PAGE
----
Scraped clean in the last ice age, the near north of Ontario is a landscape of fragmented rock and precisely balanced boulders left by retreating glaciers. The very skin of the world is exposed and its interaction with the rich ecosystem it now supports is explicit.
Combining subtly described surfaces and marks with photography, these images refer to this graphically abundant environment in compositions as delicately balanced as the relationship of climate, biome, and terrain to which they refer.
I photographed growing and moving elements of the landscape using intentional camera movement and multiple exposures, responding directly to their essence. These rendered moments were unified with graphic responses to the rock which sustains them. Drawn marks and textures honour the long etched story of the stone, inscribed through millennia by movement, climate, and humanity.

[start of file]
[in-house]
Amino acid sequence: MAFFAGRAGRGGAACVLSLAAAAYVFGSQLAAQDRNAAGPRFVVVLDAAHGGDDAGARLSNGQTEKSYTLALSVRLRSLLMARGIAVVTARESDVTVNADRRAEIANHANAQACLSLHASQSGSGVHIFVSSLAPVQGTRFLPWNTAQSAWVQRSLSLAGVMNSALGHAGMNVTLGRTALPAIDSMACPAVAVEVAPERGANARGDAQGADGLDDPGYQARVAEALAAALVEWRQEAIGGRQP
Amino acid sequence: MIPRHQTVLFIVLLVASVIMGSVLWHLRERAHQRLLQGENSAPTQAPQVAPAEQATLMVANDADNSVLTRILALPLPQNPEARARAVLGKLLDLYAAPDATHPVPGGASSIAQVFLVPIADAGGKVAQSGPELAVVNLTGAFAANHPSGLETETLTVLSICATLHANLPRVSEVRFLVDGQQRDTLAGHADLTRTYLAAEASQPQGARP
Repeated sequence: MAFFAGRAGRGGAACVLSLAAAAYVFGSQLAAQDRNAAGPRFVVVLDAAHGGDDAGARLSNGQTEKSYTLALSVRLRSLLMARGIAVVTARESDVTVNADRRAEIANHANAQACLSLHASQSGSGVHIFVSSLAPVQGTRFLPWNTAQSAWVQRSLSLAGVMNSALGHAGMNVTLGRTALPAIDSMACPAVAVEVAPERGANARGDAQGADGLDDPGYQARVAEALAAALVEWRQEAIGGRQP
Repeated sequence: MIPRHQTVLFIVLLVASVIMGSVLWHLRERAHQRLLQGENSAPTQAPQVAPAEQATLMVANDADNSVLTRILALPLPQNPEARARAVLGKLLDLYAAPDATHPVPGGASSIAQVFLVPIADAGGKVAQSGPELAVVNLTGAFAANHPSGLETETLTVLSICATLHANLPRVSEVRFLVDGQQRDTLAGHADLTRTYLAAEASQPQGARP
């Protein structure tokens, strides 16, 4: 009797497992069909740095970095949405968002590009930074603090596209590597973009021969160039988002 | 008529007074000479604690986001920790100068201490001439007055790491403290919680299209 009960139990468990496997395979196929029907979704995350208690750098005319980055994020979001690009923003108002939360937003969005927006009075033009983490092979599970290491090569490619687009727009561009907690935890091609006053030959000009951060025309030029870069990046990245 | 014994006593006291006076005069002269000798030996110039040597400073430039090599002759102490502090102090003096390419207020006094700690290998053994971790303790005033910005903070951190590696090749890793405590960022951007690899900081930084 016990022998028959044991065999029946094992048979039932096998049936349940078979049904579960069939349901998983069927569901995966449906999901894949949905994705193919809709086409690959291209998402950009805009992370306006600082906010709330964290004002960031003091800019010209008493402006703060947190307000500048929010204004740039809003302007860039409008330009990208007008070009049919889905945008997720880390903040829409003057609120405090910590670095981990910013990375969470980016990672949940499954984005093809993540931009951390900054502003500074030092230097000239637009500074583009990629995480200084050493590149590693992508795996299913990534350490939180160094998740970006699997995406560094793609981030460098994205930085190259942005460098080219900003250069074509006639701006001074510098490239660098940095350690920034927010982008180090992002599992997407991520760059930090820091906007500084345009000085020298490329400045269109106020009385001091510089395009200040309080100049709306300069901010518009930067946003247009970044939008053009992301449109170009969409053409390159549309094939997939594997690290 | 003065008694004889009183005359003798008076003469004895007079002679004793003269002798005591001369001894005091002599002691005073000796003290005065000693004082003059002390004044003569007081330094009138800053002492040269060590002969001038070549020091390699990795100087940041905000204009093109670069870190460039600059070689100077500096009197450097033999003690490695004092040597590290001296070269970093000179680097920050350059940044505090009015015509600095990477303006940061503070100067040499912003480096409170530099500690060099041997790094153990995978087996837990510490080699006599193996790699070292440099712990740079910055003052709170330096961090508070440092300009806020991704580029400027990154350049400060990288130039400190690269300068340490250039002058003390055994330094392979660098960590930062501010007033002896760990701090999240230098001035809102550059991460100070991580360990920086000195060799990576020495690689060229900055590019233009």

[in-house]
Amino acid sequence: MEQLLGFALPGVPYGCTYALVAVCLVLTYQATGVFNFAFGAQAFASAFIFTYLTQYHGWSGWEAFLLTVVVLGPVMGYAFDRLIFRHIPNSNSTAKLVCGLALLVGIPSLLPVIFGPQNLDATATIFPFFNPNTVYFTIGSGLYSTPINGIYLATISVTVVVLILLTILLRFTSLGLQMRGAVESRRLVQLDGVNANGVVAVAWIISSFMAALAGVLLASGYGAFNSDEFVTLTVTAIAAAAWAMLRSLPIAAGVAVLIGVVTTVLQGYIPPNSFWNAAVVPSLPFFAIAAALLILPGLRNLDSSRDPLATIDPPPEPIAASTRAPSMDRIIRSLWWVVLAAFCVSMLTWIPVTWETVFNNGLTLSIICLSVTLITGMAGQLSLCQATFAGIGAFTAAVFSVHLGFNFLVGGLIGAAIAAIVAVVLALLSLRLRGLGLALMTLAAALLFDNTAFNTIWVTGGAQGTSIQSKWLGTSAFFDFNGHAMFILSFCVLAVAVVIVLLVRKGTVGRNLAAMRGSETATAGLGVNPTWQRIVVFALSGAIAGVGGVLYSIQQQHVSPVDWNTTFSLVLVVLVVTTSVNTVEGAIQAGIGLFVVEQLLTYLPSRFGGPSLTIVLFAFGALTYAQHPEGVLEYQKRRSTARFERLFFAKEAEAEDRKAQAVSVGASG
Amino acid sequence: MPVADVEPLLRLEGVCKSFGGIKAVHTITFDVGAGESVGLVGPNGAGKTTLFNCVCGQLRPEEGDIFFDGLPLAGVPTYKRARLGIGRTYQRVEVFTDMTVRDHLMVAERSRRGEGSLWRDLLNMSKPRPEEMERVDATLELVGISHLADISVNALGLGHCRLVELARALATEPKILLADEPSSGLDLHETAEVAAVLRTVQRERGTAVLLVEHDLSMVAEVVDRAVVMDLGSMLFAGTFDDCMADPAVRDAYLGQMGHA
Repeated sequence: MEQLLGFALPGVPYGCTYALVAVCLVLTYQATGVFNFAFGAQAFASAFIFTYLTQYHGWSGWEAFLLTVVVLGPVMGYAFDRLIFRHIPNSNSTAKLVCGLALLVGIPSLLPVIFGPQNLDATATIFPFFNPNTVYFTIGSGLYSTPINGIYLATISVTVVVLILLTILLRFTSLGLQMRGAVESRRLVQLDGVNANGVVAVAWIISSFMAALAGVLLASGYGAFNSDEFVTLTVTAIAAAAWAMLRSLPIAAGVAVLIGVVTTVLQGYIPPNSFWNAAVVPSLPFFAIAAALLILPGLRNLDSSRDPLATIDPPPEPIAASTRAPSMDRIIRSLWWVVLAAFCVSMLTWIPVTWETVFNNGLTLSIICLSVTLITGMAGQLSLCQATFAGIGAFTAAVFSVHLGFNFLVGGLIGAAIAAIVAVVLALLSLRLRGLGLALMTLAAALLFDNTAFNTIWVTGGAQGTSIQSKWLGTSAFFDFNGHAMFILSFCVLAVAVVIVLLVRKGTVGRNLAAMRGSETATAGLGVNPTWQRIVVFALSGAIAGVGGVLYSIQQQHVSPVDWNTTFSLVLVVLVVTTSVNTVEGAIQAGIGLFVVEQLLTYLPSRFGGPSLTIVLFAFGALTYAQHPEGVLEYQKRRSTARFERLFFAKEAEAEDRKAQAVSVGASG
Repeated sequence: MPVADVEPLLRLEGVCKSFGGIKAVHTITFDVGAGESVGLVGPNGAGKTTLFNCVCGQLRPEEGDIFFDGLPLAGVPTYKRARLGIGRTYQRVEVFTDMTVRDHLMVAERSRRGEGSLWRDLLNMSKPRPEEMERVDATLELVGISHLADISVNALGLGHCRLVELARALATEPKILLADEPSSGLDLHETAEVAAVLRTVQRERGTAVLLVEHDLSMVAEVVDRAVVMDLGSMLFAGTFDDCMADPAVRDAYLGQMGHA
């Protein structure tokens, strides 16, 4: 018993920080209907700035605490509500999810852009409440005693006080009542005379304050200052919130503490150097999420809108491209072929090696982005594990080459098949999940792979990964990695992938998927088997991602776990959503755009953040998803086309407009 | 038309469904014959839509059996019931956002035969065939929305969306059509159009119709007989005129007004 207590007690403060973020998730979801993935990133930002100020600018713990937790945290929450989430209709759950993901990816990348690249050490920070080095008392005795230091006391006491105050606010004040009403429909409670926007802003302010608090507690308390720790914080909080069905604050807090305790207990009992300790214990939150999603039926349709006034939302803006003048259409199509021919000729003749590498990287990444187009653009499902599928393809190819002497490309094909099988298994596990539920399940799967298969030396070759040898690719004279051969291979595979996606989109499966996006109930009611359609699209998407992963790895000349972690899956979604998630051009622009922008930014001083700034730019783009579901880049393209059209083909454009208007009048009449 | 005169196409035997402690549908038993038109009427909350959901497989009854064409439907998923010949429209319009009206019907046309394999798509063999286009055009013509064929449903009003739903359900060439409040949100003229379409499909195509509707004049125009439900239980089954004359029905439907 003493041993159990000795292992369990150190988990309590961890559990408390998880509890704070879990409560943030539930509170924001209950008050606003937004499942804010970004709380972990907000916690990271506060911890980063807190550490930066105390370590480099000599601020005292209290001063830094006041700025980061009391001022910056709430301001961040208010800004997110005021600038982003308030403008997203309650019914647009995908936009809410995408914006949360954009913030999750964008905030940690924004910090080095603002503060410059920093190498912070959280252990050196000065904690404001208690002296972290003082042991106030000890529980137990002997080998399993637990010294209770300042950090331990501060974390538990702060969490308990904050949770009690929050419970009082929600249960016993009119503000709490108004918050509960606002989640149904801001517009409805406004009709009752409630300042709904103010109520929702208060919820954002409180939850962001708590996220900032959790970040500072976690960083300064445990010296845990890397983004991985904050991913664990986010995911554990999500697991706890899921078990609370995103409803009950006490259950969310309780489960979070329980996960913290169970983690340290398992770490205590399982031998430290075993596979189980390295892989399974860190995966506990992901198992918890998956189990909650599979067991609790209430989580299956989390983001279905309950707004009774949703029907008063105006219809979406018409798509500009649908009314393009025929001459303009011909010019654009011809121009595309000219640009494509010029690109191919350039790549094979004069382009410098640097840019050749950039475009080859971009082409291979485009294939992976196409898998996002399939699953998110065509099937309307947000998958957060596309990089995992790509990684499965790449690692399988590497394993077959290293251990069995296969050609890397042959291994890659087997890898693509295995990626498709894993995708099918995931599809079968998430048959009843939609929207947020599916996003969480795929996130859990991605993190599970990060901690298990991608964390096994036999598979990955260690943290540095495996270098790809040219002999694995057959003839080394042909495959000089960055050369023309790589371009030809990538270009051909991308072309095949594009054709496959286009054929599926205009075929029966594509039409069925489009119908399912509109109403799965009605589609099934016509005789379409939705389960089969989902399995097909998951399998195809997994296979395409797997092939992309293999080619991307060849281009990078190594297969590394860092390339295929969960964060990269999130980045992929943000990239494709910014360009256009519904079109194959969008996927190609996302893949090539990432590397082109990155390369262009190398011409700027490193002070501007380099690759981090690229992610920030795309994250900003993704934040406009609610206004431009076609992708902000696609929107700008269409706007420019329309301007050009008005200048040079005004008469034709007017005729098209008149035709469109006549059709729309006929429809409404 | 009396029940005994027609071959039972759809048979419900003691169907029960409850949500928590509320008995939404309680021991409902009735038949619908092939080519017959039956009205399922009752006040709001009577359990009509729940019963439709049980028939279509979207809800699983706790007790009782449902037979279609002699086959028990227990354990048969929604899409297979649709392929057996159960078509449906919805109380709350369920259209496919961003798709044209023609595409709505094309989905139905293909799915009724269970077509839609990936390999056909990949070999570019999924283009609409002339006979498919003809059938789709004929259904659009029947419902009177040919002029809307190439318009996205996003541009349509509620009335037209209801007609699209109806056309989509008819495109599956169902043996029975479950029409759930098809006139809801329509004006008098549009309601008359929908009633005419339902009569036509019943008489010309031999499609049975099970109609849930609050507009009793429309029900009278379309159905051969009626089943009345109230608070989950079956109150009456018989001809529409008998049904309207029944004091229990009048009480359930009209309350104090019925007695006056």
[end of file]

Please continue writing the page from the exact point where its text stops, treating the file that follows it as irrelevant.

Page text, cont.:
Environment and human response are joined in moments of equipoise, stable but potentially ephemeral, speaking of constant transition and fundamental interdependence.